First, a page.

Subliminal food images compromise superior working memory performance in women with restricting anorexia nervosa
Samantha J. Brooks, Owen G. O’Daly, Rudolf Uher, Helgi B. Schiöth, Janet Treasure & Iain C. Campbell
Consciousness and Cognition 21 (2):751-763 (2012)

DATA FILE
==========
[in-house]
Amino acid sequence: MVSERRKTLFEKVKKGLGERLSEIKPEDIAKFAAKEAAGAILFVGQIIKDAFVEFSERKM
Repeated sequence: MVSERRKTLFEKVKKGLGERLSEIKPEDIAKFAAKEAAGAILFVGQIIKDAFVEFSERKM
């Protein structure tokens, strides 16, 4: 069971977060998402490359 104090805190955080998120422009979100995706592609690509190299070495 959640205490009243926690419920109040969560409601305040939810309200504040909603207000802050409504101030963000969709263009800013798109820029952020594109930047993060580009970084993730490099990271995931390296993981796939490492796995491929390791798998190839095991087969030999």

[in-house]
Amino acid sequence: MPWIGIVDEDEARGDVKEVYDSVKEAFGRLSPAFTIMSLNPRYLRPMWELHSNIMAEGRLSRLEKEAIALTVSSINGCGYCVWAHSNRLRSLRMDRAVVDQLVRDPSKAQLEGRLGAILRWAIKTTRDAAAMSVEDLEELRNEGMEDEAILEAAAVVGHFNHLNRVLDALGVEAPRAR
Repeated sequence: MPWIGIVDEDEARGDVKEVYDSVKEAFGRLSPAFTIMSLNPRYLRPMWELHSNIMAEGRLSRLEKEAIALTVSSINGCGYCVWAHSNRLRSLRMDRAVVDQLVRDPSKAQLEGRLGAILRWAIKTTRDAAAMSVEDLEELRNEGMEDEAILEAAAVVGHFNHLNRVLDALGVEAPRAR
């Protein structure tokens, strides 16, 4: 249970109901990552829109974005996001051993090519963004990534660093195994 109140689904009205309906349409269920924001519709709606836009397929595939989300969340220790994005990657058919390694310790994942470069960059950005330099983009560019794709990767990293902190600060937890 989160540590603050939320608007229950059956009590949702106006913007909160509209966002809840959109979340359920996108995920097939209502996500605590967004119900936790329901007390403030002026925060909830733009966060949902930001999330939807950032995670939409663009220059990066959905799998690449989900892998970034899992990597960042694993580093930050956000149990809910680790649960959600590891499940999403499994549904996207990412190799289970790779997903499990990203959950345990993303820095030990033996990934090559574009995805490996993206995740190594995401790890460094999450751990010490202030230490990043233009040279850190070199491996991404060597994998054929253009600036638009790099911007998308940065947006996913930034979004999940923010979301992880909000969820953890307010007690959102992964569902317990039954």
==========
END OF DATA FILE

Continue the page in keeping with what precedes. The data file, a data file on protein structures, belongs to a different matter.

AbstractPrefrontal cortex is dysregulated in women with restricting anorexia nervosa . It is not known whether appetitive non-conscious stimuli bias cognitive responses in those with RAN. Thirteen women with RAN and 20 healthy controls completed a dorsolateral PFC working memory task and an anterior cingulate cortex conflict task, while masked subliminal food, aversive and neutral images were presented. During the DLPFC task, accuracy was higher in the RAN compared to the HC group, but superior performance was compromised when subliminal food stimuli were presented: errors positively correlated with self-reported trait anxiety in the RAN group. These effects were not observed in the ACC task. Appetitive activation is intact and anxiogenic in women with RAN, and non-consciously interacts with working memory processes associated with the DLPFC. This interaction mechanism may underlie cognitive inhibition of appetitive processes that are anxiety inducing, in people with AN
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